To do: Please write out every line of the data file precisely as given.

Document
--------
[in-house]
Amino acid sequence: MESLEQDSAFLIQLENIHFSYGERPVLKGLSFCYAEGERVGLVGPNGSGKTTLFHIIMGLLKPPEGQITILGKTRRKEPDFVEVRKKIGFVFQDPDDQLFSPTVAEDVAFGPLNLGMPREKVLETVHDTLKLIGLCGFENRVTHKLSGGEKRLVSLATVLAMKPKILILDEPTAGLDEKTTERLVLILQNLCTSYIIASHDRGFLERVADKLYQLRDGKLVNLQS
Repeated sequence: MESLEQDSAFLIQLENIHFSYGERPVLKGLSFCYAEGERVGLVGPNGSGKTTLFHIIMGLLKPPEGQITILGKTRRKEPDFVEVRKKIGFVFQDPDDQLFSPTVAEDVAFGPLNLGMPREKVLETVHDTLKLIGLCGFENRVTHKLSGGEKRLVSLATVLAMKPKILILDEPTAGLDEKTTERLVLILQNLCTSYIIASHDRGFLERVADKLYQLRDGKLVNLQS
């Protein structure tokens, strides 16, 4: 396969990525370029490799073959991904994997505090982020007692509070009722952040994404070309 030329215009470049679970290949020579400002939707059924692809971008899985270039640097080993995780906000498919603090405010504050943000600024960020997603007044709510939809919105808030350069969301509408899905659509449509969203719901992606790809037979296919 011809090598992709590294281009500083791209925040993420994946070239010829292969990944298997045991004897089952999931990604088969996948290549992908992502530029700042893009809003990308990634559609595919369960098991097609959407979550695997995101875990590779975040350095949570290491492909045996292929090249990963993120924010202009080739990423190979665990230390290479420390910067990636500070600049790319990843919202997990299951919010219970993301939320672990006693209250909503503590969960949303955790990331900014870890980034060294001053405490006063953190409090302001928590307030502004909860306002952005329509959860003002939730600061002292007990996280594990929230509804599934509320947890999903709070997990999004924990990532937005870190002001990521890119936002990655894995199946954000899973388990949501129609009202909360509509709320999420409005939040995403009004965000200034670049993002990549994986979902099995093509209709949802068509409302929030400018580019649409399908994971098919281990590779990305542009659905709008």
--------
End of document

[in-house]
Amino acid sequence: MESLEQDSAFLIQLENIHFSYGERPVLKGLSFCYAEGERVGLVGPNGSGKTTLFHIIMGLLKPPEGQITILGKTRRKEPDFVEVRKKIGFVFQDPDDQLFSPTVAEDVAFGPLNLGMPREKVLETVHDTLKLIGLCGFENRVTHKLSGGEKRLVSLATVLAMKPKILILDEPTAGLDEKTTERLVLILQNLCTSYIIASHDRGFLERVADKLYQLRDGKLVNLQS
Repeated sequence: MESLEQDSAFLIQLENIHFSYGERPVLKGLSFCYAEGERVGLVGPNGSGKTTLFHIIMGLLKPPEGQITILGKTRRKEPDFVEVRKKIGFVFQDPDDQLFSPTVAEDVAFGPLNLGMPREKVLETVHDTLKLIGLCGFENRVTHKLSGGEKRLVSLATVLAMKPKILILDEPTAGLDEKTTERLVLILQNLCTSYIIASHDRGFLERVADKLYQLRDGKLVNLQS
């Protein structure tokens, strides 16, 4: 396969990525370029490799073959991904994997505090982020007692509070009722952040994404070309 030329215009470049679970290949020579400002939707059924692809971008899985270039640097080993995780906000498919603090405010504050943000600024960020997603007044709510939809919105808030350069969301509408899905659509449509969203719901992606790809037979296919 011809090598992709590294281009500083791209925040993420994946070239010829292969990944298997045991004897089952999931990604088969996948290549992908992502530029700042893009809003990308990634559609595919369960098991097609959407979550695997995101875990590779975040350095949570290491492909045996292929090249990963993120924010202009080739990423190979665990230390290479420390910067990636500070600049790319990843919202997990299951919010219970993301939320672990006693209250909503503590969960949303955790990331900014870890980034060294001053405490006063953190409090302001928590307030502004909860306002952005329509959860003002939730600061002292007990996280594990929230509804599934509320947890999903709070997990999004924990990532937005870190002001990521890119936002990655894995199946954000899973388990949501129609009202909360509509709320999420409005939040995403009004965000200034670049993002990549994986979902099995093509209709949802068509409302929030400018580019649409399908994971098919281990590779990305542009659905709008």